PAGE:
Pat, tell me a little bit about being the opening keynote speaker at this year’s Podcast Movement.
“It was an amazing experience. The crowd was super engaging and responsive which helped because I get super nervous before I speak, like I was literally about to throw up. Some people who have followed me for a while and seen my speaking career grow said it was one of my best and people have been coming up to me telling me how much they enjoyed it, so it was great.
Getting on stage is a great way to deliver a message, but as I said in the keynote, podcasting is the best way to deliver a message and make change. So, it’s cool that I get to be on your show now.”
Pat, one of the things that you did a great job of is that you’re very authentic. This show, Whole Life Matters, is about living an authentic life in every area. How do you cultivate that in your life?
“This whole work life balance is a constant push and pull. I think there’s a misconception that there’s a perfect balance. I think the idea is not going too far in one direction. Instead of creating balance, it’s more like semi-balance.
I think talking to people really helps me stay as balanced as possible.”
Do you have a group that helps you with that?
“Yeah, I am a part of three mastermind groups which is a phrase coined by Napoleon Hill in Think and Grow Rich. If you look back at history you’ll see great examples of this. From the Knights of the Round Table to Andrew Carnegie, many great people have contributed their success to being a part of these types of groups.
In my groups, we have people in all different professions, from all different walks of life. But these people help me in so many ways. For example, there’s one guy in my group who is a sword swallower and he has helped me tremendously with stage presence.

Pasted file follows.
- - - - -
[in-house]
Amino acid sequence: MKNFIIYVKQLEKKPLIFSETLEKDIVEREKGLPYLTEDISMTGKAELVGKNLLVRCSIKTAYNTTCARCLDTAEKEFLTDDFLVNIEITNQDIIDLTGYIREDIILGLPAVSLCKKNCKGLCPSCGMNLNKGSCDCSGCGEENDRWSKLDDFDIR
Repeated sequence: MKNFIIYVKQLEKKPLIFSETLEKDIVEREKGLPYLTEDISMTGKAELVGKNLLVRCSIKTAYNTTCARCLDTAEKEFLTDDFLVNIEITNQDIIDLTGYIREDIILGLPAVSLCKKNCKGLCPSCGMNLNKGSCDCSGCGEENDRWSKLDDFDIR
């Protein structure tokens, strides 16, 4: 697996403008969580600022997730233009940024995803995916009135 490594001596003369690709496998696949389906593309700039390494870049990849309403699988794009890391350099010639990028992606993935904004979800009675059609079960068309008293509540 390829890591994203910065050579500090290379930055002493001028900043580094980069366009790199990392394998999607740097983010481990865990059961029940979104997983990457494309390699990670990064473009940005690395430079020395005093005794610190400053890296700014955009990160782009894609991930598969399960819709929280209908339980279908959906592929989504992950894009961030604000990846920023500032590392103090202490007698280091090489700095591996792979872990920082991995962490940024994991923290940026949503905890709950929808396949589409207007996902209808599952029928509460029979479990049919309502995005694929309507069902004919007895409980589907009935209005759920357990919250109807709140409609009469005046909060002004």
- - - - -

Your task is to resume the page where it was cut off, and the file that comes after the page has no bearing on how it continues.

I think honesty is the most important thing.
It’s hard because you have to be vulnerable, but connecting with the right people is important because you need to be honest with yourself and other people.”
How do you know how to differentiate between great feedback and noise.
“Well, with my mastermind group, I trust everything they say. But in terms of my audience, I don’t do everything right. I often get criticized, but there’s an extreme. I don’t give attention to haters. If they’re disrespectful, I don’t pay attention at all. If it’s constructive, I try to listen without reacting immediately. In those times, I try to investigate and use those as starting points.
I think it’s wise to understand your core values over everything else.”
Three characteristics—Gratitude, Generosity, and Humility—are at the core of living a whole life. Tell me more about what you did in Ghana and the generosity you’ve shown.
“I’m thankful because I connected with Adam Braun and his for-purpose/non-profit, Pencils of Promise.
When he was in India, he met a little boy. He asked the boy, “If you can have anything you want, what would it be?” Instead of shoes or a bike, this little kid said, “I want a pencil.”
So with Pencils of Promise, you can build a school for $25,000.
For my 32nd birthday, I reached out to my community and said if we raised $25,000 that I would match it and we would build two schools. So, we did it.
In June, I went to Ghana to see the school. It was amazing.
When I came back home, I felt bad for taking so many things for granted.”
I think a lot of people feel like they can’t do anything if they can’t do a lot. But what people need to understand is their ability to do something right where they are. Would you agree?
“A number of people have emailed me and said that they didn’t have the money, but that they have volunteered at the soup kitchen. Seeing that ripple of generosity has been really cool.
Something else I forgot to mention was how excited my son was when we raised the money. Bringing him into the process has been so great because I get to cultivate these qualities and ideas in him.”
Pat, I couldn’t help but notice, you wear awesome socks. I’m a proponent of #BowTieFriday. You’ve got to tell me more about the socks.
“I love awesome socks. Me and a few other guys, Greg Hickman and John Lee Dumas, compete for the best socks. But more than that, it makes me realize to focus on the details. It might sound ridiculous, but that’s what it does for me. In a way, it’s a reminder that everything matters.”